Line testing of the bulk-produced items, both concentrates and edibles, will still be allowed under the updated rules.
But the change could make things more complicated for the state’s first legal cultivators, former hemp farmers who grew much of their crop outdoors last summer and have been waiting for more labs and retail shops to open. The state has only four stores in operation nearly two years after recreational use and possession were legalized for adults and the framework of the retail industry was established.
Allan Gandelman, president of the Cannabis Association of New York and a cultivator himself, worries about the cost of the change for some already overstretched farmers.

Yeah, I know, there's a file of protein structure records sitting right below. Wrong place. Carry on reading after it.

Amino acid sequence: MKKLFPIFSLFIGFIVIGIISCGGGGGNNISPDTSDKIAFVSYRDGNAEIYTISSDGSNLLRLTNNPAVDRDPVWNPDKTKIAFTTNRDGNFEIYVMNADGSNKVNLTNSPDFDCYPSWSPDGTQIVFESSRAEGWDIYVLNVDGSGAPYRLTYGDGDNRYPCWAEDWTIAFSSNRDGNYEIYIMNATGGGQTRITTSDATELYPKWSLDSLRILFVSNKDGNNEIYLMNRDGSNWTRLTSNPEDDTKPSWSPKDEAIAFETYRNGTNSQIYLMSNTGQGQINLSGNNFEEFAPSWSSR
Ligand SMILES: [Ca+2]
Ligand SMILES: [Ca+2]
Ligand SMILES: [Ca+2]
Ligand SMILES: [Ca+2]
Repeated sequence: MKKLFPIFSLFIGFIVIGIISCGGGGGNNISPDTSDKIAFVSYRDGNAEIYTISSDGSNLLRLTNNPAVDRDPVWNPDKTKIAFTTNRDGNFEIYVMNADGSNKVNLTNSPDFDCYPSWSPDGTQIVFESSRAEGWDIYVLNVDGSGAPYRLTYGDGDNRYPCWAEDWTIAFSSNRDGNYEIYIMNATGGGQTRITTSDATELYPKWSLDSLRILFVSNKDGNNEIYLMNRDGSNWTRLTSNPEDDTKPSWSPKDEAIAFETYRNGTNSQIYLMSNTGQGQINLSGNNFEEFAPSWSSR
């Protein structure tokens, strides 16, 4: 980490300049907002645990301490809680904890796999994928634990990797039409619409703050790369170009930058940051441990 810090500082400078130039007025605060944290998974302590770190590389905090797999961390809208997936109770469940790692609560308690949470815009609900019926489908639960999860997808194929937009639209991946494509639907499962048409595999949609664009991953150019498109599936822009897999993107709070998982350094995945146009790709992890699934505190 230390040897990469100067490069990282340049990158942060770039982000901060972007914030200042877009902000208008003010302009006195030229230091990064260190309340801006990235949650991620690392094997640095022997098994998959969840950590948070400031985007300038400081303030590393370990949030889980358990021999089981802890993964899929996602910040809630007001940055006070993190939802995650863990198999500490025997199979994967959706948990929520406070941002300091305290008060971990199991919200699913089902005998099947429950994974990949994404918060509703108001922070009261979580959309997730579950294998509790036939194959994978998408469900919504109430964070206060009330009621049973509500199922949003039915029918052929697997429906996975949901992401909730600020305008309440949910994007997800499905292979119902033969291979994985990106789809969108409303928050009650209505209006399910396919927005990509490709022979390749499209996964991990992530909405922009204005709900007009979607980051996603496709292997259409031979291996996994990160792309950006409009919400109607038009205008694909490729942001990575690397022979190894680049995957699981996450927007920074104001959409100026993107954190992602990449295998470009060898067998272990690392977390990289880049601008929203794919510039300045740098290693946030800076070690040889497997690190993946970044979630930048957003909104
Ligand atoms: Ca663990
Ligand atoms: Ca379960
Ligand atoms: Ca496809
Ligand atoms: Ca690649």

“A lot of these smaller cultivators are just getting ready to come to market, and this really increases the cost of testing for them by a lot,” Gandelman said, explaining that with line testing in place they could have combined five strains in one batch; now the testing will cost them five times as much.
But in the case of ACT Laboratories, Miller said the change will make little difference in the number of tests they run. He said many of their combined “line test” samples had been turning up contaminated lots. When that happens, the lab splits up the lots and tests them each individually; instead of charging a business for five tests up front, they would charge it once for the combined test and again for each re-test.
“If you had those types of events, the actual amount of testing you did was larger,” Miller said, noting that many of the new growers and processors have been facing such partial contamination, among other “growing pains.”